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OKLAHOMA CITY (Free Press) — In Tuesday morning’s regular meeting of the City Council of Oklahoma City, the Council voted to approve use of TIF funds for the development of a resort and water park adjacent to the First Americans Museum by the Chickasaw Nation.

The Council also approved the sale of Oklahoma City’s oldest public park to a private developer. Stiles Park, established in 1901, will now be sold to BT Development, LLC who is building a hotel and “innovation center” around the site in the so-called Innovation District on Oklahoma City’s near-Northeast side.

The Council also adopted a resolution showing gratitude to all who have served on the USS Oklahoma City, a Los Angeles-class attack submarine that is being decommissioned later this month. Councilmembers Carter, Nice, and Stonecipher will deliver that resolution in person at the decommissioning ceremony.

Marty Peercy reports Local government

Resort Funding

JoAnna McSpadden of the Oklahoma City Economic Development Trust and Chad Clayborn representing the Chickasaw Nation gave a presentation to Council about the proposed OKANA Resort and Water Park project planned by the Nation.

Tuesday’s request was for $102,200,000 to aid the Chickasaw Nation in building a destination resort and water park adjacent to the First Americans Museum that opened late last year.

The money will come from two Tax Increment Financing (TIF) Districts, TIFs numbers A and 14.

The total estimated cost of the development is over $342 million, with the Chickasaw Nation covering the costs beyond the TIF funds.

The project, called OKANA, will include an 11 floor hotel with over 400 rooms, a 100,000 square feet indoor water park, an approximately 4.5 acre outdoor “adventure lagoon,” a large retail space associated with the museum, and 36,000 sq ft of leasable retail and dining space. The resort will also feature a ferry landing on the Oklahoma River.

The project will spend approximately $34 million on site amelioration and preparation, as the site was formerly an oil field.

Site preparation began in March. Groundbreaking is to be determined, with a hopeful opening date in the second Quarter of 2024.

Council unanimously approved the item as part of the Consent Docket at Tuesday’s meeting.

Stiles Park

On Tuesday the Council approved two related and controversial items in order to sell a public park.

Stiles Park, established in 1901 six years before Oklahoma statehood, is located at N.E. 8th Street and Stiles Circle in what has come to be deemed the “Innovation District.” It is also called “Stiles Circle Park.”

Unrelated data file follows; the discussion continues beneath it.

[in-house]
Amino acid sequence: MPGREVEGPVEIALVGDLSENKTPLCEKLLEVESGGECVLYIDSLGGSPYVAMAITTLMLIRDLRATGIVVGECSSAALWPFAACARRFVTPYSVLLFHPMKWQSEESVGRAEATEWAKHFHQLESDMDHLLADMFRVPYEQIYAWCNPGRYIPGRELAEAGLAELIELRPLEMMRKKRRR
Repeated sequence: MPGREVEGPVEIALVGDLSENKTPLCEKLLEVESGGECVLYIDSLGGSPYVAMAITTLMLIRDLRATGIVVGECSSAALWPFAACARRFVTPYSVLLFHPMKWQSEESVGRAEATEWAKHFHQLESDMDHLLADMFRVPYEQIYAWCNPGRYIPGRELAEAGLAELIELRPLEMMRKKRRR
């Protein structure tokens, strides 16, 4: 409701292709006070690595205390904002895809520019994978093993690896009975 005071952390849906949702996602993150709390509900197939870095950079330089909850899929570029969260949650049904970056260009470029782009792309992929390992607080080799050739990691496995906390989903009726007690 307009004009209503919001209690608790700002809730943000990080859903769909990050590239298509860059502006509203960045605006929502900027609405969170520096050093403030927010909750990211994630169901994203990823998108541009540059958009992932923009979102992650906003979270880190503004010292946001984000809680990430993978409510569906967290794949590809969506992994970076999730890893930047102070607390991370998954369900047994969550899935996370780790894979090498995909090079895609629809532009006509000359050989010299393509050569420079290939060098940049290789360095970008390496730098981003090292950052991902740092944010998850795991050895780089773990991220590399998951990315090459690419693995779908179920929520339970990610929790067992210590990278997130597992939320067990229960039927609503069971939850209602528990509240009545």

On Tuesday, a divided City Council approved the waiver of the Council’s own rules in order to sell the public land to a private developer, BT Development, LLC. That developer is currently building a hotel and “innovation hall” as part of the MAPS 4 slate of publicly funded projects, many of which will further enhance the Innovation District.

In 2018 the Council approved a resolution requiring a three-meeting process for the sale of publicly owned real estate.

In 2022, the decision was made in a not-fully-transparent fashion to waive that process. In fact, the sale was included on the Consent Docket of Tuesday’s agenda, making it one of a long slate of items to be taken up with one vote.

Stiles Circle Park in OKC on Google Maps

Ward 7 Councilwoman Nikki Nice expressed disappointment and frustration at the sale, and the process of preparing the sale.

Nice said that many “Innovation Districts” are placed in a particular type of community, and typically don’t consider or benefit those communities.

Ward 5 Councilman David Greenwell praised the success of private-public partnerships in Dublin, Ireland and claimed that the future of Oklahoma City relies on those partnerships.

Ward 2 Councilman James Cooper said that he feared the privatization of all services the government is responsible for, comparing that scenario to the popular dystopian 1987 sci-fi film RoboCop.

The Council voted in favor of waiving the rules and selling the public park with all members but Nice, Cooper, and Ward 6 Councilperson JoBeth Hamon* voting in the affirmative.

The agreement will allow the City to retain ownership of the 11-foot circle including the Beacon of Hope. The purchaser will maintain the park to the Parks Department standards, according to the agreement.

The Council will meet again for a special Budget Hearing on Tuesday, May 17 at 8:30 a.m.

*Disclosure: Reporter Marty Peercy is the husband of Oklahoma City Council member JoBeth Hamon.

Last Updated May 10, 2022, 2:10 PM by Brett Dickerson – Editor